Ai Weiwei: Making Sense is the first exhibition of the well-known Chinese artist focused on design, scheduled at the London Design Museum from April 7 to July 30.
The works of Ai Weiwei always cross many fields and disciplines, from art to architecture, from design to cinema, from collecting to curating.
His transversal artistic experiences include the collaboration with Herzog & de Meuron for the Beijing stadium and with Norman Foster for the expansion of the Beijing airport. Ai Weiwei was also co-director of the Design section of the Gwangju Biennale in 2011.
Here he talks about the new challenges represented by the London exhibition, in which key concepts emerge for the artist such as the close link between design and craftsmanship with politics, society, work and ethics , and, again, the role and value of history, memory and tradition in our contemporaneity.
How was the project born and developed?
In my work I do not distinguish between categories such as art, architecture, design or writing. Rather, I see them as a collector of my own interpretation of events and reality happening around me.
While contemporary society may encourage such divisions, I prefer to see my work as a unified whole, to avoid being pigeonholed into a particular identity.
The concept of design has always been the subject of great reflection for me as it involves human action, the redefinition of ourselves and the language we use to express ourselves.
These questions are not only about design, but also about my artwork, my films, my writing and my social activities. There is always the question of redefinition.
Design is a topic that pervades all aspects of my life and I don't agree with the concept of “design for design's sake”.
The current exhibition takes place at the Design Museum in London and the challenge was to graft my thinking on human history and behavioral patterns into the modern conception of design which is usually quite limited and compartmentalised.
This challenge forced me to carefully consider the language used to express my thoughts, so that it corresponded to the behavior and the era in which I live.
The title Making Sense makes me think of Richard Sennett's original perspective on craftsmanship and its close links with work and ethical values...
This topic reflects a multifaceted approach to thinking. First it concerns the designation of our thought process through the creation of an object or a topic.
This effort dates back to ancient times, when people used religious rituals and practices to contemplate the complex interplay between human existence and the universe.
In essence, the first and last goal was to 'give meaning' to our existence and to articulate the reasons and forms that support it.
Come ‘usi’ il design e la storia del fare in questa mostra? Qual è il tuo approccio?
In questa mostra, utilizzo l’esistenza come prova o storia e come parte dell’estetica, dell’etica e della visione del mondo delle persone, per delineare le caratteristiche dell’esistenza umana.
Uso i resti della storia, che sono fortuiti ma significativi per le persone, e la loro grande quantità, l’ampio range temporale entro il quale si collocano li rendono tali da non poter essere messi in dubbio.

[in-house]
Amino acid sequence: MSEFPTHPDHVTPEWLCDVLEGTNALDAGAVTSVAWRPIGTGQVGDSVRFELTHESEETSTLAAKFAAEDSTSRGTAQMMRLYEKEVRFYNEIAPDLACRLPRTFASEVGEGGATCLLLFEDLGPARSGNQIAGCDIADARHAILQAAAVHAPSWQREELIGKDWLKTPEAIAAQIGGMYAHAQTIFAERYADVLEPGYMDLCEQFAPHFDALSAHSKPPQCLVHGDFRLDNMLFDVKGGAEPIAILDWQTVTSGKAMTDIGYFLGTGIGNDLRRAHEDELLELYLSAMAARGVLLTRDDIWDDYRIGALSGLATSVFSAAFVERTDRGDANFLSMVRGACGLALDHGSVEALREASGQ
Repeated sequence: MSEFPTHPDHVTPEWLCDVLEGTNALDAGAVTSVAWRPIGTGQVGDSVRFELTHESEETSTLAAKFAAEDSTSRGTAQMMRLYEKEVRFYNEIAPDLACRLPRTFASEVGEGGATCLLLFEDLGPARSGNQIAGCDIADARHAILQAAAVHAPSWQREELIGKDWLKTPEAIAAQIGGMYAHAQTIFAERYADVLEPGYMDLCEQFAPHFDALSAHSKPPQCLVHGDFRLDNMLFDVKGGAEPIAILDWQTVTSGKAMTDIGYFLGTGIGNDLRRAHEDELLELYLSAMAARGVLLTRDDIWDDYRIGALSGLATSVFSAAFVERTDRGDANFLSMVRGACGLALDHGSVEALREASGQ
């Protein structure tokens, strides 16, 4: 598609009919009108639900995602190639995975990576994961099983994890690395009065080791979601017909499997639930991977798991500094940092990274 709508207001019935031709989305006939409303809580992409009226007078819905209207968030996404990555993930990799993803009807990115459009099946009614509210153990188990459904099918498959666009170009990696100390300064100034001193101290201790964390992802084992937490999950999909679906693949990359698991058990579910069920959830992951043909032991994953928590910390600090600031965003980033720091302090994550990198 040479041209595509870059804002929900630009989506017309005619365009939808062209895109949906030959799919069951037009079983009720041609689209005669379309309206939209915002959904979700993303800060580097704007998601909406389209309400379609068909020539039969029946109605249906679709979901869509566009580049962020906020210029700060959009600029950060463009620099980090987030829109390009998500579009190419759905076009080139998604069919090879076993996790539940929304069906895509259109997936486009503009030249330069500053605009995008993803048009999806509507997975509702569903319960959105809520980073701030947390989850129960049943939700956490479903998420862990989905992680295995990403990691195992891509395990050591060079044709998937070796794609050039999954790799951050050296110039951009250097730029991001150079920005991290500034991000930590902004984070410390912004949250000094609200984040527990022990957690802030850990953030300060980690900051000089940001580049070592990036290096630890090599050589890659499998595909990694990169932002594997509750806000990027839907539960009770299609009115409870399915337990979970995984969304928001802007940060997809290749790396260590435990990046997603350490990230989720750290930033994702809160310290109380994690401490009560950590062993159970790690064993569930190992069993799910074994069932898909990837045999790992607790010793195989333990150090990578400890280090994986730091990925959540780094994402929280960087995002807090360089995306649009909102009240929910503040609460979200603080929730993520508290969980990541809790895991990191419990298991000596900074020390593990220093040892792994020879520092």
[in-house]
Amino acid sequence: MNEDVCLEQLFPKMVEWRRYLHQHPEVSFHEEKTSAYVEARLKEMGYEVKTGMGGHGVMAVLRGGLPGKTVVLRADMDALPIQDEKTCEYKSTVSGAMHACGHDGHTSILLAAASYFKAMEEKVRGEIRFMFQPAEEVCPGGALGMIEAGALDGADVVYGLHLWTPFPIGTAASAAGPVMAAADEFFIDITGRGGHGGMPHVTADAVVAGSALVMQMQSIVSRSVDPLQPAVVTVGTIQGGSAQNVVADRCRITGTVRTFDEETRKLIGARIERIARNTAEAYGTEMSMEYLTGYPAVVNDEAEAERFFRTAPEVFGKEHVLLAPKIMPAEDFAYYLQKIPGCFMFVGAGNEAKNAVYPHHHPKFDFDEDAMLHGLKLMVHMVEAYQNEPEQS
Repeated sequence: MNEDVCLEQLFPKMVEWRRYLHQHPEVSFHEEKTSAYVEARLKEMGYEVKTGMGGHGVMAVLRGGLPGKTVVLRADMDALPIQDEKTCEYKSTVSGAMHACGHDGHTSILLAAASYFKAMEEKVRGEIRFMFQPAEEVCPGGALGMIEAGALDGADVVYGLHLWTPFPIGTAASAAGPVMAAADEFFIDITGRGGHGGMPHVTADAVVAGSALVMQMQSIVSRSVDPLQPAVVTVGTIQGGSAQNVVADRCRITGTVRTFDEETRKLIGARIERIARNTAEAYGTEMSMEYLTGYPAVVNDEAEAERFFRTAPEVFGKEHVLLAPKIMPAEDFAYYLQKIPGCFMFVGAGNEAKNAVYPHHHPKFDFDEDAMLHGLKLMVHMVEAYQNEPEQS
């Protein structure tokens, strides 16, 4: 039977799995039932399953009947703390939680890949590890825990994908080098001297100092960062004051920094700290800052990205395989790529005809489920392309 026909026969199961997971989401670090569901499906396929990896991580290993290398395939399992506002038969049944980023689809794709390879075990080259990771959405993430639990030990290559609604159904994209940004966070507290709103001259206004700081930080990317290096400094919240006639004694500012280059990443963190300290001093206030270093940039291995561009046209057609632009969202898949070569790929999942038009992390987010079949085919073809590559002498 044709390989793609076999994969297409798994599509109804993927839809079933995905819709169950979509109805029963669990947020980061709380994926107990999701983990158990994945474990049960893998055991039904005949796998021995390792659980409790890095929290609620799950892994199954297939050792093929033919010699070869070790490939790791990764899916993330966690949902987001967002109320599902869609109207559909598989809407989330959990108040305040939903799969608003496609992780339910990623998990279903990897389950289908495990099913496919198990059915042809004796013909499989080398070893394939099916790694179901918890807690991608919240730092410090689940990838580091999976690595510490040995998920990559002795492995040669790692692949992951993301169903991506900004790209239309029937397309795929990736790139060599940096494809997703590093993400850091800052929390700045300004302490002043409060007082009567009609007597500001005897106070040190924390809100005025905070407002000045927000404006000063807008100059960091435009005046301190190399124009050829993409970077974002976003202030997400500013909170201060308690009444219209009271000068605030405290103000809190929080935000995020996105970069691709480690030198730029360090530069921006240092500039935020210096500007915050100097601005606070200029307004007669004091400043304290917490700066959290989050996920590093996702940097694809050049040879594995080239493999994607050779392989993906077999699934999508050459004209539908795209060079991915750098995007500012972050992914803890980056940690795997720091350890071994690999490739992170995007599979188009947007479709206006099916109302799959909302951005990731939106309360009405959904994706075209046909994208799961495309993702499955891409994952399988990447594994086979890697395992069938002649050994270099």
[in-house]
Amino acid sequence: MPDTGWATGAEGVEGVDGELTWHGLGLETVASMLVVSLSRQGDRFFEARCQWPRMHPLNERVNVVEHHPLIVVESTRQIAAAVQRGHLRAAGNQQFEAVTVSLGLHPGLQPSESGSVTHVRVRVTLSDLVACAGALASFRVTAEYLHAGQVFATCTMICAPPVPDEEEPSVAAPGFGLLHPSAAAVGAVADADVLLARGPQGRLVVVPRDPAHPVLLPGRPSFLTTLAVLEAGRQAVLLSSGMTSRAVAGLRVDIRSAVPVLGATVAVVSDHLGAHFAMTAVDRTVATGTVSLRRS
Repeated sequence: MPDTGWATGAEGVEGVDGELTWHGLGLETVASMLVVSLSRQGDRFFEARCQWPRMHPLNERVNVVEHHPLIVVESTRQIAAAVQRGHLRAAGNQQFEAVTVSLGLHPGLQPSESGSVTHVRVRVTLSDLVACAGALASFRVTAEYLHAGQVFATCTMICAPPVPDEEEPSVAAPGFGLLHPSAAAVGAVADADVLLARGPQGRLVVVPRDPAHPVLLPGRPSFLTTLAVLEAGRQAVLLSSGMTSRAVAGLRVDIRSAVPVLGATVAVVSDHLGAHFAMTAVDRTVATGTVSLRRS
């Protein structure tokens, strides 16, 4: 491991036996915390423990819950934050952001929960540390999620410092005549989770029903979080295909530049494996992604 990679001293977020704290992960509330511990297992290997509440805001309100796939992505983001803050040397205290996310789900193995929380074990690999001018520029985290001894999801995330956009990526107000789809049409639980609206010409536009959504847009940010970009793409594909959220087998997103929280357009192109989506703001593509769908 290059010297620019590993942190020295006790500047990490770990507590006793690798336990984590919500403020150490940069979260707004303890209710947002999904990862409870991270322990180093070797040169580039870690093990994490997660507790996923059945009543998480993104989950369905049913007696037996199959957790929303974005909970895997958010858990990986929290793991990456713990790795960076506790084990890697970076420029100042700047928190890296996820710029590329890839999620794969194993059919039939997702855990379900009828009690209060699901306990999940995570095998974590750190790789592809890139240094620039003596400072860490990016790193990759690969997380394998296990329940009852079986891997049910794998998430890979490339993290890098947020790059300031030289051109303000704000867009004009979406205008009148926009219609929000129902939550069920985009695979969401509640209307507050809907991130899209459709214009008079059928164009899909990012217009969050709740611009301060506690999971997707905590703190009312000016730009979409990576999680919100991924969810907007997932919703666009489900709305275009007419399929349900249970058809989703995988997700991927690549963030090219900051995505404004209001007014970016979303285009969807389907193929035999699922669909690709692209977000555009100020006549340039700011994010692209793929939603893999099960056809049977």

Includo anche eventi che sono avvenuti nelle mie attività sociali, che mi hanno naturalmente integrato in un brano della storia. Sono consapevole che il mio è solo una parte di tutto lo sforzo umano che non posso ribaltare.
A prescindere da quello che faccio, sarà comunque una prosecuzione di tale sforzo. In queste circostanze non sono preoccupato di fare qualcosa di sbagliato.
Enfatizzando le ‘prove’, io sono, infatti, esistente e non esistente. Molte delle mie opere d’arte stanno a cavallo tra queste due condizioni, cioè si trovano tra ‘con me’ e ‘senza di me’. Cerco di collegare questi due poli.
Can design and craftsmanship be political? How do they impact contemporary society?
Meaningful design must be intertwined with politics and inevitably reflect our attitudes towards life and our worldview. It must necessarily have an impact on how we redefine who we are.
The exhibition includes new works that explore different forms of making across the ages. Can you describe them to us?
Indeed, this exhibition takes into consideration a wide range of aspects: materials, evidence, banter about politics, photography, craftsmanship and the traditional language used in wood and architecture, as well as the production methods involved.
These methods have been subverted by social aspects and value systems, resulting in a complex and multifaceted existence that cannot easily be summed up in a single sentence.
However, the breadth of information, references to history and the reality represented by the exhibition all contribute to the distinctive character of the exhibition.
What does the passage of time mean? And why is this idea of ages so important?
To my mind, we are but a fleeting moment in the vast river of time. This moment is colored by the temperature and humidity of the river, as well as by the information it brings from what has passed and what flows through it.
Time is the essence of human life and our awareness of the past, present and future is what allows us to build our narrative.
It is this possibility that shapes our understanding of value and defines our sense of self.